Implement a popup form at the mouse position  get it now

Now that we know  How to position a userform on the mouse, here’s a simple example of an implementation that uses such a form to show detailed information about the closest cell and allows you update it from the form.

The form

This form will pop up whenever you click on a cell, and will be positioned close to where the mouse was when you clicked. It is a ‘non modal’ forms, which means it stays on the screen and allows you to do other things whilst it is there. It also means that you can click from cell to cell without having to close the form and it will follow the mouse as you click

The form code

The code local to the form is very simple – we just need to be able to record that a field has changed and therefore enable the ‘Make these changes button’, and of course react to the ‘clear comments’ and ‘submit’ command buttons.

Private Sub cbCancel_Click()
    Me.tbComments = vbNullString
    Me.cbSubmit.Enabled = True
End Sub
Private Sub cbSubmit_Click()
End Sub
Private Sub tbComments_Change()
    Me.cbSubmit.Enabled = True
End Sub
Private Sub tbValue_Change()
    Me.cbSubmit.Enabled = True
End Sub

The worksheet code

The code required in the worksheet context is even simpler.  All that is required here is to react to the change in active cell, and call a procedure similar to the one discussed in the previous article,  How to position a userform on the mouse

Private Sub Worksheet_SelectionChange(ByVal target As Range)
   mouseChase target
End Sub

The module code

There are 3 main functions here

  • Fill the form with data from the cell
  • Position the form at the current mouse position
  • Commit any changes that have been made via the form
Option Explicit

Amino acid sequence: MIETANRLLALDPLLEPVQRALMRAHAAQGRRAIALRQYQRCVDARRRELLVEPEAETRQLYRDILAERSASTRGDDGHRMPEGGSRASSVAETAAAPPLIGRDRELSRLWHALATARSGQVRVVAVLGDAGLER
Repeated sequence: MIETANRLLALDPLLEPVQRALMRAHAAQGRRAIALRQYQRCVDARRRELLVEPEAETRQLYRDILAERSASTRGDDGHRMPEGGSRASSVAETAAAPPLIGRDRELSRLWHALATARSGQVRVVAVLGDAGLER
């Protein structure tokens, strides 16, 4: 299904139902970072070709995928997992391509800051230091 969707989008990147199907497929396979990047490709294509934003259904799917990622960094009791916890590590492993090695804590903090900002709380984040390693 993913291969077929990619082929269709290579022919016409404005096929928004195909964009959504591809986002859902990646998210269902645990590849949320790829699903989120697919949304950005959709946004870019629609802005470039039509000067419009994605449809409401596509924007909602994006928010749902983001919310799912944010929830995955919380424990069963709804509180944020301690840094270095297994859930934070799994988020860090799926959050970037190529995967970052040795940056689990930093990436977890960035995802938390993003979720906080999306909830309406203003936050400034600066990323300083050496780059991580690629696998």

Dim pTarget As Range
Public Sub mouseChase(ByVal target As Range)
    fillForm target
End Sub
Private Sub positionForm()
    With fChase
        .StartUpPosition = 0
        .left = convertMouseToForm.left
        .top =
        .show False
    End With
End Sub
Private Sub fillForm(ByVal target As Range)
    With fChase
        .tbCell.Value = target.Address
        .tbComments.Value = vbNullString
        .tbValue.Value = vbNullString
        .tbFormula.Value = vbNullString
        If target.Cells.Count = 1 Then
            Set pTarget = target
            .tbValue.Value = target.Value
            .tbFormula.Value = target.Formula
            If Not target.Comment Is Nothing Then
                .tbComments.Value = target.Comment.text
            End If
            Set pTarget = Nothing
        End If
        .cbSubmit.Enabled = False
    End With
End Sub
Public Sub chaseCommit()
    If Not pTarget Is Nothing Then
        With fChase
            If .tbComments.Value <> vbNullString Then pTarget.AddComment .tbComments.Value
            pTarget.Value = .tbValue.Value
            fillForm pTarget
        End With
    End If
End Sub


Although this example is probably not very useful in itself, it does demonstrate how to put what we learned in How to position a userform on the mouse to some practical use. The example can be found in the GettingStarted Series download and as always comments, questions and feedback can be communicated at our forum.